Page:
The rovers were stationary until 00:34 and then moving till 00:57, then stationary again. While they were moving and at the end when they were stationary, the two look fairly similar from a cycle-slip perspective with maybe a slight advantage for the Reach. However, during the initial stationary period, there were several slips that occurred simultaneously on every satellite in the M8N data. I’ve circled one of them in blue above.  I believe these must be caused by some sort of discontinuity in the receiver and have nothing to do with the satellite signals themselves. My best guess is that they were caused by temperature fluctuations in the chip. It was a very hot day, with an intense sun heating the dark car roof, combined with a strong wind that would create a cooling effect. Because the antenna that was connected to the M8N receiver has only a one inch lead, it was mounted on top of the car in the sun, while the M8T receiver, with a longer antenna lead, was mounted inside the car and not subject to the same temperature fluctuations. Also, notice that the simultaneous slips all occurred near the beginning of the data set, possibly while the receiver was still reaching some sort of thermal equilibrium. To try and avoid this in the future, I will either switch to another inexpensive antenna I have with a longer lead, or let the receiver sit longer before starting to collect data.

Unfortunately these slips occurred during the initial stationary period I use for the first acquire and prevented that acquire from occurring. Rather than give up on the data, though, I decided to try running a solution with the M8N rover and the M8T base. I don’t know if it was because of the better signal strength, or because I just got lucky, but I was able to get an initial acquire with that combination. So for this exercise, the rest of the data is all based on a comparison between the M8N rover and the Reach M8T rover, both referenced to the M8T base station. It turns out that having a single base station also makes the accuracy analysis a little easier as I will describe later. This is not exactly the comparison I wanted to make, but one I think is still worth doing.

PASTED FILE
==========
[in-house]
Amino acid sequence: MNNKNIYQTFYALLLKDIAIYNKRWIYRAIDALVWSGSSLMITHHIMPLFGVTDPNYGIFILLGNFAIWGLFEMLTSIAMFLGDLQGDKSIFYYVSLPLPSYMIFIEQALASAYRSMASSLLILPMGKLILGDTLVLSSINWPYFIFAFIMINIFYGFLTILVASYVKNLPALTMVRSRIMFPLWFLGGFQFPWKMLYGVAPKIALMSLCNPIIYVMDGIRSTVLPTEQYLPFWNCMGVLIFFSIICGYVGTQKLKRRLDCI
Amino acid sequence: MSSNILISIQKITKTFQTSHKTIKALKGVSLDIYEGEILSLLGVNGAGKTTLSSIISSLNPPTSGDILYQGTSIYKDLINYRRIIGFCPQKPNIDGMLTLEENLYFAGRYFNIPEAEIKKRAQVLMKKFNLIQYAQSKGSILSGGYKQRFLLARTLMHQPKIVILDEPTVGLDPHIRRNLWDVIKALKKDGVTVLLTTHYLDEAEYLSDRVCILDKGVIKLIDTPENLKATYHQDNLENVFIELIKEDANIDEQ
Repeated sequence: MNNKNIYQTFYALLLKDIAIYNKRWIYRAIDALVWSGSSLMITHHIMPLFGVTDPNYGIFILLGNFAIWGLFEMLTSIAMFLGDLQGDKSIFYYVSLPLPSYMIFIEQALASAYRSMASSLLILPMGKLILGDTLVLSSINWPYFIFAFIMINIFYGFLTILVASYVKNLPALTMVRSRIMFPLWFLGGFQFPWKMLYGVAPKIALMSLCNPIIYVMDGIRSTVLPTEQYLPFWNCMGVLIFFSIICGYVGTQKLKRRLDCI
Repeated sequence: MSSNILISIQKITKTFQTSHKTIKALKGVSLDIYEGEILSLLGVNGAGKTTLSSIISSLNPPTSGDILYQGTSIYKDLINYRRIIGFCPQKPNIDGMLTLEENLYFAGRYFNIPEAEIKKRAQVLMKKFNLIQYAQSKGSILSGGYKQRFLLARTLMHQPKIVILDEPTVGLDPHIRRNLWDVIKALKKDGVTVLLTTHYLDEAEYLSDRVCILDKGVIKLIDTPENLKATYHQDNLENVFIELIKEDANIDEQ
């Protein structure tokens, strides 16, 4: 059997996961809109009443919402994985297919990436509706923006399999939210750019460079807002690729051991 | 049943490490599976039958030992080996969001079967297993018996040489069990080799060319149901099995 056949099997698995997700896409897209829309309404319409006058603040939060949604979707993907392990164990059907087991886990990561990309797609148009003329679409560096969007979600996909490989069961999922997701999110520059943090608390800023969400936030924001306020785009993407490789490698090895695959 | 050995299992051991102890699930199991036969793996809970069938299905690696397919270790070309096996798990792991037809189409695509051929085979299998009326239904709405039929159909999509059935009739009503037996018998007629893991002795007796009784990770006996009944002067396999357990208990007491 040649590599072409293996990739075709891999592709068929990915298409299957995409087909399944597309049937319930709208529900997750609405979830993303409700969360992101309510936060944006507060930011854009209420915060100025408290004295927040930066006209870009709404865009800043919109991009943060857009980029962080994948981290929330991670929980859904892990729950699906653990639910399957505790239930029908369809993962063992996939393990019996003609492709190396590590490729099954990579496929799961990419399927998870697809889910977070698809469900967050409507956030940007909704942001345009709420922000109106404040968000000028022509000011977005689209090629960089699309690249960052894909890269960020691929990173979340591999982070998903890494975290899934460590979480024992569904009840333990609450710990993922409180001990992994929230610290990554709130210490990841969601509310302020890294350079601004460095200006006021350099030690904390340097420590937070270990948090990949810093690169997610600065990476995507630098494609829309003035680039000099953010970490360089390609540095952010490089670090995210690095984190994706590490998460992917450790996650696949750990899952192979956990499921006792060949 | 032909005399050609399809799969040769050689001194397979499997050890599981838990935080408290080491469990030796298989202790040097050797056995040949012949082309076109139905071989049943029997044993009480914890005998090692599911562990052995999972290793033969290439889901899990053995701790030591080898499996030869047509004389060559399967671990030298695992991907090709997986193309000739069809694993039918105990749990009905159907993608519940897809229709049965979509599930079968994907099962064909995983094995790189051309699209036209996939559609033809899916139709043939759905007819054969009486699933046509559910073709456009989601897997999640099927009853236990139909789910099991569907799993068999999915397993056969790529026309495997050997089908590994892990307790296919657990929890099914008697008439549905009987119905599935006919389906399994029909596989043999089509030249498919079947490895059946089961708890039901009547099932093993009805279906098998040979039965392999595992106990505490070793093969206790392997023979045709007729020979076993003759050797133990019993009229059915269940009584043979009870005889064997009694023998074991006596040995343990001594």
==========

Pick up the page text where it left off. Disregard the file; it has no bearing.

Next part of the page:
So how did they do? Here’s the solutions using my demo4 code. The input configurations were identical with one exception. Since with the M8T receivers, RTKLIB can resolve the GLONASS integer ambiguities without assistance, while with the M8N receivers, it can not, I set the input parameter “gloarmode” to “on” for the M8Ts and to “fix-and-hold” for the M8Ns. This enables my extension to the fix-and-hold feature to adjust for the additional errors on the GLONASS and SBAS satellites.

                             M8N                                                                        Reach M8Tunion7

The Reach solution (on the right) looks very clean with a very fast acquire and then 100% fixed values after that. The M8N solution (on the left) also acquired quickly but then ran into the simultaneous cycle-slips, causing problems until it re-acquired at 00:40. After that it stayed fixed for nearly 100% of the time with a short dropout around 00:49.